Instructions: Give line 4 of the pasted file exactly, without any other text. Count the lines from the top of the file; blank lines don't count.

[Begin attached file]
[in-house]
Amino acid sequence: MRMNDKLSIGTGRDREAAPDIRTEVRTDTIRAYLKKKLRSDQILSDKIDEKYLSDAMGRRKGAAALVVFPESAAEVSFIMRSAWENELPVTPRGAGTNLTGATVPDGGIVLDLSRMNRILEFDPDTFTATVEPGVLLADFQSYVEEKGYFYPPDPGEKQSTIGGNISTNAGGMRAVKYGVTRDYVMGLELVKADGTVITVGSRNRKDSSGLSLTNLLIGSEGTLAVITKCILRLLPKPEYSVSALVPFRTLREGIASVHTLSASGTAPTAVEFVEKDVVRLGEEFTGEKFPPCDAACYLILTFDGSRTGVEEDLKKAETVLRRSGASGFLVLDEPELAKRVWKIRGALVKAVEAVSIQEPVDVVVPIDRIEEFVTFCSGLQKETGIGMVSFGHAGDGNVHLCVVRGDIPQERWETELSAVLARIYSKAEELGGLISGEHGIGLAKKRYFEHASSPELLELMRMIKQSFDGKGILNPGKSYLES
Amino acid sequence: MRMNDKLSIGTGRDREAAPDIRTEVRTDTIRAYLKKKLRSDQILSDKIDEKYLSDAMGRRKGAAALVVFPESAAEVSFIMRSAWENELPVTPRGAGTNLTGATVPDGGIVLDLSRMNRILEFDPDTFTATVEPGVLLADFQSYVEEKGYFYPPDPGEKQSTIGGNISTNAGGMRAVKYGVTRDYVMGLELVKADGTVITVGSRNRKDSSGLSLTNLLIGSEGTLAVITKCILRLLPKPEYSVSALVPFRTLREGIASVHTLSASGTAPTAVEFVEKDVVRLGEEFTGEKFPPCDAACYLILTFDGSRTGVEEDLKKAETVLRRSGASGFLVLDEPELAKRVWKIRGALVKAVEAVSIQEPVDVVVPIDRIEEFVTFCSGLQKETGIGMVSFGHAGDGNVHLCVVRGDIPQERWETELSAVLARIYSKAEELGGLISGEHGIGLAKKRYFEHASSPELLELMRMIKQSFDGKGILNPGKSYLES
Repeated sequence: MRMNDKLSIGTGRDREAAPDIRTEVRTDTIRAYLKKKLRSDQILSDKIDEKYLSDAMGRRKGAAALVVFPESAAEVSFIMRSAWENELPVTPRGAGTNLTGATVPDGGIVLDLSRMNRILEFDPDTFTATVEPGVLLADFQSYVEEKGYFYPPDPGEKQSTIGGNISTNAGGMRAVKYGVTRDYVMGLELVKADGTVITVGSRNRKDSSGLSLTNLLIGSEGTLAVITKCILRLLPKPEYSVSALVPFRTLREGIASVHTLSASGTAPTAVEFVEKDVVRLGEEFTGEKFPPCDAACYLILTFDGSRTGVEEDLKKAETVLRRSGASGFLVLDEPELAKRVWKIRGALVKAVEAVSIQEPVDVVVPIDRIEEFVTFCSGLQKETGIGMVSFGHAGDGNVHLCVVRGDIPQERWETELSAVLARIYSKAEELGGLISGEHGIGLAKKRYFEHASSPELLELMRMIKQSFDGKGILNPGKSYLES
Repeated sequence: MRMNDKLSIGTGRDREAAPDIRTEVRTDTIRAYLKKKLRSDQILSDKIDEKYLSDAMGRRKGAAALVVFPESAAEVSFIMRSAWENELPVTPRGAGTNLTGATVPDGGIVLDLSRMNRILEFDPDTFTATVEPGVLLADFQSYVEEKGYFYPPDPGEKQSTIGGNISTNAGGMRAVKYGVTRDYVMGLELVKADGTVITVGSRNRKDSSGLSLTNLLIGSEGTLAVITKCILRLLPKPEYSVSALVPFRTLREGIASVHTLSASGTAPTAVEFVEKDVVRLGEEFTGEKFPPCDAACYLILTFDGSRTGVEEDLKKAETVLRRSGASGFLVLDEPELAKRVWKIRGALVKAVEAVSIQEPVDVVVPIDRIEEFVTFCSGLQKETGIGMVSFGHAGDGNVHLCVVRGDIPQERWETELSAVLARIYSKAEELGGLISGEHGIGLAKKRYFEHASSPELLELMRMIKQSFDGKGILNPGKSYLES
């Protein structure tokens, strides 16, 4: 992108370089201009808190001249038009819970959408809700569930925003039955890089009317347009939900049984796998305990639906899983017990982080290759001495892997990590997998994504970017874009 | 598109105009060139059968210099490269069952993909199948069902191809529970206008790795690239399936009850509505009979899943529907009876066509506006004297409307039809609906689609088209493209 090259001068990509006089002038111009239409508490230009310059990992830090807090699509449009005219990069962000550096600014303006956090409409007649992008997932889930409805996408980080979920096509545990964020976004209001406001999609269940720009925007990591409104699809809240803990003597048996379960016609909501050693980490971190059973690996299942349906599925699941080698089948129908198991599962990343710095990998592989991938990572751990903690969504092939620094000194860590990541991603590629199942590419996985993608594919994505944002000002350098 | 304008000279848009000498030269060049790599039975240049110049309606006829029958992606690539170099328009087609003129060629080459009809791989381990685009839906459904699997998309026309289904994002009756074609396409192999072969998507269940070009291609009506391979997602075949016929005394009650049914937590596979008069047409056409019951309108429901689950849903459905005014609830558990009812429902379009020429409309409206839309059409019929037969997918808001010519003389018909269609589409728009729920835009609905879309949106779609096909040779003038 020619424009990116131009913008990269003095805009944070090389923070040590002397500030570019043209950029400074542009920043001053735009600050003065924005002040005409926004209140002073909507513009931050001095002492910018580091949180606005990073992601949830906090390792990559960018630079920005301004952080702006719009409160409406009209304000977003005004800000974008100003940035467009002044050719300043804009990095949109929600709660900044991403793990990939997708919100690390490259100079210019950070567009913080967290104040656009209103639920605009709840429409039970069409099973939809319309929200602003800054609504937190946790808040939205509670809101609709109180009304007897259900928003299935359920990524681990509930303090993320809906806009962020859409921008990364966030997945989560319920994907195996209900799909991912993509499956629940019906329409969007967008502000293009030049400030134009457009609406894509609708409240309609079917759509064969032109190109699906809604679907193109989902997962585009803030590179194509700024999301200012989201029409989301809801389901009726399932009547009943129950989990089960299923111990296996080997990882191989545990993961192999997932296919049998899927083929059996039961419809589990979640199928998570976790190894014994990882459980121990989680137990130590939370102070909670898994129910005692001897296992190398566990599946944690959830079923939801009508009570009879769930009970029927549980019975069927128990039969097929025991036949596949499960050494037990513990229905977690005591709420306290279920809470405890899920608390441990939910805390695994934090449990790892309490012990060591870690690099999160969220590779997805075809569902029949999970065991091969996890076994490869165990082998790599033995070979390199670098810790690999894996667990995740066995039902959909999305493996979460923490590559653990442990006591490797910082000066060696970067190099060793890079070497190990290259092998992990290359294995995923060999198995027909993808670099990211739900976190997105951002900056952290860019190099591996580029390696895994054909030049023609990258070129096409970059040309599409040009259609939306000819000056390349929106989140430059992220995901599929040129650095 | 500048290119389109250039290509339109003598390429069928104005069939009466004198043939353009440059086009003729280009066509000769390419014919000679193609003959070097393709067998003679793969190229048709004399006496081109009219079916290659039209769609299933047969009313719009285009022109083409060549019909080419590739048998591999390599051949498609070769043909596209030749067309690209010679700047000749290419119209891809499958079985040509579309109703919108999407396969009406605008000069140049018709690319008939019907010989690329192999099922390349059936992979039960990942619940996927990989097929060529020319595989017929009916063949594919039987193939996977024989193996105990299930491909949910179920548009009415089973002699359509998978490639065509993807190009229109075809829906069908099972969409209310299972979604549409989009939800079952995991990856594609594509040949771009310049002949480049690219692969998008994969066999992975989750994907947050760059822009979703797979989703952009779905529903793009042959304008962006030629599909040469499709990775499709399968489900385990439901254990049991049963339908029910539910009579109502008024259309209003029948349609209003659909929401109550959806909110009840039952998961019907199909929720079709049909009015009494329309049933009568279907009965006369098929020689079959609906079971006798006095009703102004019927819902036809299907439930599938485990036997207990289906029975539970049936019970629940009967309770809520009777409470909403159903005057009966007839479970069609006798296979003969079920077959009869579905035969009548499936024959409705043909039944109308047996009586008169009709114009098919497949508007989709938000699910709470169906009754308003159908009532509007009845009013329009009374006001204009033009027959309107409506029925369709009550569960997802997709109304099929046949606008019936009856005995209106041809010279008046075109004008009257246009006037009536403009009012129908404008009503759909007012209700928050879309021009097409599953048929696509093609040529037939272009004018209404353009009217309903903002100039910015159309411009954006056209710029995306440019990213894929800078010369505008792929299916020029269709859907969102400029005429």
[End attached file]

Repeated sequence: MRMNDKLSIGTGRDREAAPDIRTEVRTDTIRAYLKKKLRSDQILSDKIDEKYLSDAMGRRKGAAALVVFPESAAEVSFIMRSAWENELPVTPRGAGTNLTGATVPDGGIVLDLSRMNRILEFDPDTFTATVEPGVLLADFQSYVEEKGYFYPPDPGEKQSTIGGNISTNAGGMRAVKYGVTRDYVMGLELVKADGTVITVGSRNRKDSSGLSLTNLLIGSEGTLAVITKCILRLLPKPEYSVSALVPFRTLREGIASVHTLSASGTAPTAVEFVEKDVVRLGEEFTGEKFPPCDAACYLILTFDGSRTGVEEDLKKAETVLRRSGASGFLVLDEPELAKRVWKIRGALVKAVEAVSIQEPVDVVVPIDRIEEFVTFCSGLQKETGIGMVSFGHAGDGNVHLCVVRGDIPQERWETELSAVLARIYSKAEELGGLISGEHGIGLAKKRYFEHASSPELLELMRMIKQSFDGKGILNPGKSYLES